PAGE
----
The book was created by Gonzalo Oyanedel and Oscar Salas, back in 2010. They asked Rodrigo Campos to be the penciler and he invited me to ink it. I was at the very VERY beginning of my career and last delivered page was actually last month, so you will see the whole evolution of the process of inking.
I have not received any copy so up until today I am not sure how it looks. But I have full confidence in the team that the book will look great and you’ll enjoy it. I am quite thrilled about it and I truly hope it will pay off.
Tras 4 años de trabajo con Gonzalo Oyanedel, Oscar Salas, Juan Nitrox Márquez y Rodrigo Lindemann saldrá a la luz este fin de semana en el marco de Comic Con Chile – Sitio oficial del evento La Cueca del Manco. Los esperamos, este fin de semana, en el stand de ANG Chile.
Tomorrow will be our own FCBD. Actually, our second. First one was on the original FCBD but Shazam Comics, Chile’s greatest comic book store dedicated the day to help raise funds, comics and art supplies for the huge Valparaíso Fire, which took place last month and destroyed almost 2000 homes. They gathered as many comics as they could and sent it to Valparaíso to entertain the kids in these difficult moments.
Tomorrow, May 24th there will be a second FCBD, where besides the usual things that you can find in these festivities, Shazam will set a Auction to collect money for the people that became homeless overnight.
Next week the guys at Futuro Esplendor and Dogitia, will release El Viudo, which is my first comic book published and printed in Chile. I’ve been working with these guys for almost 4 years now and we decided to give one page to auction. This will be see print next week – if things helps. It’s from the second Issue called Las Coplas del Diablo (The Devil’s Couplet) and it’s page 10.
The penciler was Rodrigo Campos, one of the guys who i have inked most pages in my carreer, who is actually quite silent artistically speaking, but he’s still missed.
Hope that it will raise good money for a good cause.
Last month was the busiest I h… (uh, first, let me get some coffee, it’s raining outside, so Earth is telling me to get coffee) brb.
… ok… better.
Like I said, las month was the busiest one however I had to start doing some freelance work on design, my previous carreer. Money was running out and it came just in time to pay some things and making some savings once again. I was in charge with this piece of beauty for Chile’s finest mining fair. After that I did some AutoCAD Blueprints and the I was in charge in other stand. Not that I missed being involved in design duties but I felt comfortable.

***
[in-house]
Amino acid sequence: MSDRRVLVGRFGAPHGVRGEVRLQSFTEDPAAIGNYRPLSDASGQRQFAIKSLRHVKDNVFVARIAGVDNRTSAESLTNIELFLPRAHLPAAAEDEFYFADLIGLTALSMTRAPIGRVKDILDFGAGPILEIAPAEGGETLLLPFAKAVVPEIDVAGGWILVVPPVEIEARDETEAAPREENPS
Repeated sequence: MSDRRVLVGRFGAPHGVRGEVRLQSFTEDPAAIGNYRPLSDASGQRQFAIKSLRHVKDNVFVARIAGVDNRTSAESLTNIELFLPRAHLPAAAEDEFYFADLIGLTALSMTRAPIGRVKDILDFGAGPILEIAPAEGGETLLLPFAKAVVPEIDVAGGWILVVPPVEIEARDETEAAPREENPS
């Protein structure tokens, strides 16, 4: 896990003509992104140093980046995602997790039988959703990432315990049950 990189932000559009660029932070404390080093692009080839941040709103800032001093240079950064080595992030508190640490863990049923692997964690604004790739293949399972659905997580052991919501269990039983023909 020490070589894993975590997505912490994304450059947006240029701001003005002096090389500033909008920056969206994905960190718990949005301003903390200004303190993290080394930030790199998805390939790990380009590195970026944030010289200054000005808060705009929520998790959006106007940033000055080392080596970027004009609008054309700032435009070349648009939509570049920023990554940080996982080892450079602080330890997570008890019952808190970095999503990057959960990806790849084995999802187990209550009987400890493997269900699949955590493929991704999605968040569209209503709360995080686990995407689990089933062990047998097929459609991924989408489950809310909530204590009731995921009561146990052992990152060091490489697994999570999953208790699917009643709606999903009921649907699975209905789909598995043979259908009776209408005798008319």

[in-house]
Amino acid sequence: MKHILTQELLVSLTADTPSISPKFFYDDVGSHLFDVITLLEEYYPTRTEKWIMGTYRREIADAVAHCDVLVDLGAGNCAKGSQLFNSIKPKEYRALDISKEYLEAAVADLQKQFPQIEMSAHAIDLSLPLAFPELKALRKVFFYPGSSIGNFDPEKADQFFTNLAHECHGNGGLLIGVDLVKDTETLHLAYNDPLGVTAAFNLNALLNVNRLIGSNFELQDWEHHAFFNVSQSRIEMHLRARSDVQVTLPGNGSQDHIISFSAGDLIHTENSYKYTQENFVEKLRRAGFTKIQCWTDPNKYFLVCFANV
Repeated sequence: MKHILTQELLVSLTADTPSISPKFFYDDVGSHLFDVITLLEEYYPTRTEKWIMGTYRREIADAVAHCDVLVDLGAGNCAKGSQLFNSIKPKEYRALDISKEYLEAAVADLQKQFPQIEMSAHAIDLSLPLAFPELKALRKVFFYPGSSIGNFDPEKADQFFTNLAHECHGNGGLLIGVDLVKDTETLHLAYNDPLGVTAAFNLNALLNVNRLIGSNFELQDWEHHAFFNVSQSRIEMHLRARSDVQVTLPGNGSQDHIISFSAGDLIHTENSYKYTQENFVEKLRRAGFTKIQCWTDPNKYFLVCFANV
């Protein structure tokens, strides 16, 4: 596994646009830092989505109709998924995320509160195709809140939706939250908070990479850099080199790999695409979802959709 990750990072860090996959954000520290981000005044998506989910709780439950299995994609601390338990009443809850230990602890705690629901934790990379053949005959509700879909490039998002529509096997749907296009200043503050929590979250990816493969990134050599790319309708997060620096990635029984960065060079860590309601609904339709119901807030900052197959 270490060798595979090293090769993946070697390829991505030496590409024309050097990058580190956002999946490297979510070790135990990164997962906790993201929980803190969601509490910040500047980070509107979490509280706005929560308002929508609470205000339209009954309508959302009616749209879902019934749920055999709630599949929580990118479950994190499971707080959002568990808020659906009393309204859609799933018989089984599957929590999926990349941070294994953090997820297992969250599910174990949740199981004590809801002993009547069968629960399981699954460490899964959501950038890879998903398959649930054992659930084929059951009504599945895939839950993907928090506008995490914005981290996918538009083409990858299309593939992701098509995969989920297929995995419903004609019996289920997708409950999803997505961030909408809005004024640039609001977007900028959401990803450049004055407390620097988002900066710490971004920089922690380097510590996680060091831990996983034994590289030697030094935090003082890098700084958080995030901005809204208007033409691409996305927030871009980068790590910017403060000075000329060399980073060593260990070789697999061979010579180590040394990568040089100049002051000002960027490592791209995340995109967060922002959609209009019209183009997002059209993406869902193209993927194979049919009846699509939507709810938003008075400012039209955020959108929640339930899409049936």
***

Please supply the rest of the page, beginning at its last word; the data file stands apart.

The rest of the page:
But my place is here, inking. For that it has been an interesting month:
1) I finished inking Kelly Bender’s Starburn Issue #1, over Brian Balondo‘s pencils. Remember that I accepted this back end project for Emerald Star Comics not for the money, but the project. Kelly is a great writer and one of the closest acquaintances in comics and Brian is a great penciler. The surprise was Laura Lee, the colorist who added the look of Leinil’s colorist over our work. Issue #1 looks terrific and can’t wait for you to see.
2) I sent around my Top Cow themed portfolio, which included inked tests over Marc Silvestri, Luis Inzunza, Eric Balsadua and jorge Molina’s pencils. Hopefully that some one at Top Cow likes it, but I have not stopped ever since. Here you can take a look at it:
3) I may have several new projects starting June, working with great pencilers as Ruairi Coleman, Luis Inzunza (for a chilean publisher and another abroad which makes me very proud of it if we have success) and the next Starburn. Besides, I may have news soon from my lettering side in the The Urban Legend comic. So, Maybe I’ll be quite busy next month:
4) … and kept doing samples to keep my hand warm.
So, I hope to be able to be around more often and tell you what’s going on.
See you around